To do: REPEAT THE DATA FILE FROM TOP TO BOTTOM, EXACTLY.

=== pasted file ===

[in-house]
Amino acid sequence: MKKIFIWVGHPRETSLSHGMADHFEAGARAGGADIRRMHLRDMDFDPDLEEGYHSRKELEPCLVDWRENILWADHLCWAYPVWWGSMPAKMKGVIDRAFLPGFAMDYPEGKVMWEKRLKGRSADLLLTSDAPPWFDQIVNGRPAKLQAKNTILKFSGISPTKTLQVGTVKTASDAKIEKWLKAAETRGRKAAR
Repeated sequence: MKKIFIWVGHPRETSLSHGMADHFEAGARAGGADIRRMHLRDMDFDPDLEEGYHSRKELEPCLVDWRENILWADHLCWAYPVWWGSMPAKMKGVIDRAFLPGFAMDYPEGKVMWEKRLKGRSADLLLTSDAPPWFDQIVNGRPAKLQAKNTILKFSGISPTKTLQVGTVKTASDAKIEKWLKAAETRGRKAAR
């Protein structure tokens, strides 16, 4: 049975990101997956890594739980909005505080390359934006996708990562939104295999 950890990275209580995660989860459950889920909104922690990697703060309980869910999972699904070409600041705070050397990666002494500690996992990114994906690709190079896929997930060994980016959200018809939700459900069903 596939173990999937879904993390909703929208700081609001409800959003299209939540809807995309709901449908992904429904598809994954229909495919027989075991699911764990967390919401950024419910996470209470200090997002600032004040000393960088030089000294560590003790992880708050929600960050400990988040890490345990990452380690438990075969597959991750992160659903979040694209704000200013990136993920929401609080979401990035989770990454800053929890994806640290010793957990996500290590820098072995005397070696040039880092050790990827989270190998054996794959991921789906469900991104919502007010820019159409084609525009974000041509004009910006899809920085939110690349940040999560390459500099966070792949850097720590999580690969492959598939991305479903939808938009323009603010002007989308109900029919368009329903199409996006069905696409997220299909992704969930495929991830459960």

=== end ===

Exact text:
[in-house]
Amino acid sequence: MKKIFIWVGHPRETSLSHGMADHFEAGARAGGADIRRMHLRDMDFDPDLEEGYHSRKELEPCLVDWRENILWADHLCWAYPVWWGSMPAKMKGVIDRAFLPGFAMDYPEGKVMWEKRLKGRSADLLLTSDAPPWFDQIVNGRPAKLQAKNTILKFSGISPTKTLQVGTVKTASDAKIEKWLKAAETRGRKAAR
Repeated sequence: MKKIFIWVGHPRETSLSHGMADHFEAGARAGGADIRRMHLRDMDFDPDLEEGYHSRKELEPCLVDWRENILWADHLCWAYPVWWGSMPAKMKGVIDRAFLPGFAMDYPEGKVMWEKRLKGRSADLLLTSDAPPWFDQIVNGRPAKLQAKNTILKFSGISPTKTLQVGTVKTASDAKIEKWLKAAETRGRKAAR
């Protein structure tokens, strides 16, 4: 049975990101997956890594739980909005505080390359934006996708990562939104295999 950890990275209580995660989860459950889920909104922690990697703060309980869910999972699904070409600041705070050397990666002494500690996992990114994906690709190079896929997930060994980016959200018809939700459900069903 596939173990999937879904993390909703929208700081609001409800959003299209939540809807995309709901449908992904429904598809994954229909495919027989075991699911764990967390919401950024419910996470209470200090997002600032004040000393960088030089000294560590003790992880708050929600960050400990988040890490345990990452380690438990075969597959991750992160659903979040694209704000200013990136993920929401609080979401990035989770990454800053929890994806640290010793957990996500290590820098072995005397070696040039880092050790990827989270190998054996794959991921789906469900991104919502007010820019159409084609525009974000041509004009910006899809920085939110690349940040999560390459500099966070792949850097720590999580690969492959598939991305479903939808938009323009603010002007989308109900029919368009329903199409996006069905696409997220299909992704969930495929991830459960």